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Injured employees in California can usually choose between two types of workers’ compensation settlements

workers compensation lawyer explains the different types of workers compensation settlementsNot every workers’ compensation case is decided by a workers’ compensation judge. Most cases settle before trial.

A California workers’ compensation case will usually settle in one of two ways. One type of workers’ compensation settlement is called a Stipulated Finding and Award.

The other kind of workers’ compensation settlement is called a Compromise and Release. A Santa Rosa workers’ compensation lawyer can advise an injured worker about the type of settlement that is best under the circumstances.

Considerations in Settling a Workers’ Compensation Case

Whether a case should settle depends on whether the best settlement terms that are available after negotiation are reasonable. Lawyers recommend that their clients accept or reject a settlement by comparing the settlement terms to the expected outcome after a trial.

Nothing in life is certain, but an experienced workers’ compensation lawyer can predict the outcome of most cases with reasonable accuracy. When a lawyer is confident of the facts that can be established at a trial, applying the law to those facts determines the benefits that a workers’ compensation judge is likely to award.

Some cases, however, are less certain. In some cases, there is a serious dispute about whether an injury was work related or whether some part of a disability was caused by activities that occurred outside of work. In other cases, the extent of the disability is disputed.

When disputes depend on two competing views of evidence that both have some merit, it becomes more difficult to predict how a workers’ compensation judge might decide the dispute. If a reasonable settlement can be negotiated, employees will often prefer the certainty of a settlement to the risk of obtaining less (or nothing) after a hearing.

Disability Rating and Workers’ Compensation Settlements

The attorney for an injured worker and the employer’s workers’ compensation insurance company can usually arrive at a settlement if they can agree upon the injured workers’ disability rating. A disability rating is determined when the injured worker has permanent functional limitations, or a “permanent disability,” as a result of a work injury.

The disability rating is a determination of the degree to which an injured worker has suffered permanent functional limitations as a result of a work injury. The disability rating is expressed as a percentage. A total permanent disability receives a 100% disability rating. Less severe disabilities receive lower ratings in proportion to the degree of disability the injured worker has suffered, considering their medical condition, occupation, age, and lost earning capacity.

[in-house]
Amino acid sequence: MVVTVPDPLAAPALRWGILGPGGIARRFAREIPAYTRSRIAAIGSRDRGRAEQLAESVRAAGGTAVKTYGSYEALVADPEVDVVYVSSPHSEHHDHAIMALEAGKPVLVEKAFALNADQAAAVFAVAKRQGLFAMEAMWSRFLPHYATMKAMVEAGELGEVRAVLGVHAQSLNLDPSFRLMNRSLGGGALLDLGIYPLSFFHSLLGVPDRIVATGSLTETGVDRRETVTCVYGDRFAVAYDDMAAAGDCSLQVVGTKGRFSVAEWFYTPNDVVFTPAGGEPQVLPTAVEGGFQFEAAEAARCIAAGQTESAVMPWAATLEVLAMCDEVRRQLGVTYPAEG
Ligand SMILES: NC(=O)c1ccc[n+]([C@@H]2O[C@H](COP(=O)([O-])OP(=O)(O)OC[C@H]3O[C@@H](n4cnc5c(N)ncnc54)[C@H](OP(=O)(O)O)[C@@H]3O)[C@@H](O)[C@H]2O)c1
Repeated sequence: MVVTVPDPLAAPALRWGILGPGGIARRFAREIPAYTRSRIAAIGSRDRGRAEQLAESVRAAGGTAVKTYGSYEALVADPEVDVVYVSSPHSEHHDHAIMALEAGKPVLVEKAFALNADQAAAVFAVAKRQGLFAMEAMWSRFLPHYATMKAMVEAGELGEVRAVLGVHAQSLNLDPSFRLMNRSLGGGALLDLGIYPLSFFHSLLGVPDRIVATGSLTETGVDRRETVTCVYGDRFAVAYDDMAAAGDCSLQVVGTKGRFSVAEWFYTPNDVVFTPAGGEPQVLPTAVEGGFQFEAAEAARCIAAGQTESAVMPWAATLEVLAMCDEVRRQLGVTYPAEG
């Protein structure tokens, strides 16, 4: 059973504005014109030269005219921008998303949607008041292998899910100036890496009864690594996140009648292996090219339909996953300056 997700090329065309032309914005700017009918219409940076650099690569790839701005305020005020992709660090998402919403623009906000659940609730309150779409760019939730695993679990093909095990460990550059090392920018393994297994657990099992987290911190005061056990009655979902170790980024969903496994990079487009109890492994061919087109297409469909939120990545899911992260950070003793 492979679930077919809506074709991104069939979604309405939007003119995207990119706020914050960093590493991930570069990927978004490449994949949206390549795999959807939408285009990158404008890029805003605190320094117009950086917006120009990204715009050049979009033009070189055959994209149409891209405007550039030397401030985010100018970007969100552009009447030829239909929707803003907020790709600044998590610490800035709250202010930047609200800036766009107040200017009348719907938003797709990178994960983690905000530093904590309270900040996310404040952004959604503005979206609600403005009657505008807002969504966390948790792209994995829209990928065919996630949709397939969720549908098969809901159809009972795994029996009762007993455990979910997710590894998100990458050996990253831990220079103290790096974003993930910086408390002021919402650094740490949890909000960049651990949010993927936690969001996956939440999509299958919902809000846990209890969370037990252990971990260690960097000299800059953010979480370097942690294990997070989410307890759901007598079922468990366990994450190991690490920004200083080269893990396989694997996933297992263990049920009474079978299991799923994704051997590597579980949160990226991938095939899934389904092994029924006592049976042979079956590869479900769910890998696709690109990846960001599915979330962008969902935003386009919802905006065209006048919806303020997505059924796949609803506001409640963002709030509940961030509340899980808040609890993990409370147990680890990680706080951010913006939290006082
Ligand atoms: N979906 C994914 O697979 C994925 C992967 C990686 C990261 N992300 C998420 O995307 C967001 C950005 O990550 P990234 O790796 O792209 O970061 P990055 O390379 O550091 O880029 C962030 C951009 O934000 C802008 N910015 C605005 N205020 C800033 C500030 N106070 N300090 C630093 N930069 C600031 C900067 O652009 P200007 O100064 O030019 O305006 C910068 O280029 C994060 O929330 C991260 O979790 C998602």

If a workers’ compensation claim is resolved by an administrative law judge in a contested hearing, permanent disability benefits are based on the disability rating determined by the judge. Using the date of injury and the disability rating, the judge will follow a formula that determines the benefit that the injured worker will receive and the number of weeks that the benefit must be paid.

Agreeing on the disability rating is usually the key to settling a claim for permanent disability benefits. Negotiating a workers’ compensation settlement may require the injured workers’ Santa Rosa workers’ compensation lawyer to work with the injured workers’ physician to correct omissions or inaccuracies. It may also be necessary to obtain an additional medical evaluation or an evaluation by a different medical specialist.

Reasons to Settle a Workers’ Compensation Case

Settlements give injured employees control over the outcome of their cases. Employees will often decide that “a bird in the hand” is better than a bird that might fly away if a workers’ compensation judge does not accept their view of the evidence.

Settlements also place benefits in the pockets of injured employees more quickly. It takes time to prepare for trials and busy judges cannot always schedule cases promptly. If the trial is not completed in one session, the judge might schedule the next session to take place some months down the road. Settlements avoid the frustration of not knowing when the case will end.